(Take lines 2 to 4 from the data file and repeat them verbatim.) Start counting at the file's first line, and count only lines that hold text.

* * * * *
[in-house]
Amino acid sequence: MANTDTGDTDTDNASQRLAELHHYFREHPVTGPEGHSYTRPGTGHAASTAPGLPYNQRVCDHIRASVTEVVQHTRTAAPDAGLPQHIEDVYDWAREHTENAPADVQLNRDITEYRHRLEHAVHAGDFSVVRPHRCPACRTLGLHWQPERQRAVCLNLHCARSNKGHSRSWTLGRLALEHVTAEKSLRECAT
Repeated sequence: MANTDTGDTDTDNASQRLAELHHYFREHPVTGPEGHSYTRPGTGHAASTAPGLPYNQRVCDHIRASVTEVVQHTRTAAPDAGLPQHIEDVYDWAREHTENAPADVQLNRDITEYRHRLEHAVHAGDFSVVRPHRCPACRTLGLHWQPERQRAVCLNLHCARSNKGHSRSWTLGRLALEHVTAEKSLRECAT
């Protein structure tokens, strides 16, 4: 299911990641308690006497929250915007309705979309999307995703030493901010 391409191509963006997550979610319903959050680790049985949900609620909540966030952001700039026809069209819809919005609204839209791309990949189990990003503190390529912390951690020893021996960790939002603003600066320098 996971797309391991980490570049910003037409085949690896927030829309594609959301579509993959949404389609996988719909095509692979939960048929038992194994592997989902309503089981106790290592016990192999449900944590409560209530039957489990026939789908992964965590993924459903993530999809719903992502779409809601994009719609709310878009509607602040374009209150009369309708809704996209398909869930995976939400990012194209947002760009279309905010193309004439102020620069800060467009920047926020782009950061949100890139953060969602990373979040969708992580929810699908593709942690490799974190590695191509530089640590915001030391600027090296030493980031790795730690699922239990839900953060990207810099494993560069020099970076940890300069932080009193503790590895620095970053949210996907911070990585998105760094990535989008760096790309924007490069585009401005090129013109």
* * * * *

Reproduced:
Amino acid sequence: MANTDTGDTDTDNASQRLAELHHYFREHPVTGPEGHSYTRPGTGHAASTAPGLPYNQRVCDHIRASVTEVVQHTRTAAPDAGLPQHIEDVYDWAREHTENAPADVQLNRDITEYRHRLEHAVHAGDFSVVRPHRCPACRTLGLHWQPERQRAVCLNLHCARSNKGHSRSWTLGRLALEHVTAEKSLRECAT
Repeated sequence: MANTDTGDTDTDNASQRLAELHHYFREHPVTGPEGHSYTRPGTGHAASTAPGLPYNQRVCDHIRASVTEVVQHTRTAAPDAGLPQHIEDVYDWAREHTENAPADVQLNRDITEYRHRLEHAVHAGDFSVVRPHRCPACRTLGLHWQPERQRAVCLNLHCARSNKGHSRSWTLGRLALEHVTAEKSLRECAT
């Protein structure tokens, strides 16, 4: 299911990641308690006497929250915007309705979309999307995703030493901010 391409191509963006997550979610319903959050680790049985949900609620909540966030952001700039026809069209819809919005609204839209791309990949189990990003503190390529912390951690020893021996960790939002603003600066320098 996971797309391991980490570049910003037409085949690896927030829309594609959301579509993959949404389609996988719909095509692979939960048929038992194994592997989902309503089981106790290592016990192999449900944590409560209530039957489990026939789908992964965590993924459903993530999809719903992502779409809601994009719609709310878009509607602040374009209150009369309708809704996209398909869930995976939400990012194209947002760009279309905010193309004439102020620069800060467009920047926020782009950061949100890139953060969602990373979040969708992580929810699908593709942690490799974190590695191509530089640590915001030391600027090296030493980031790795730690699922239990839900953060990207810099494993560069020099970076940890300069932080009193503790590895620095970053949210996907911070990585998105760094990535989008760096790309924007490069585009401005090129013109």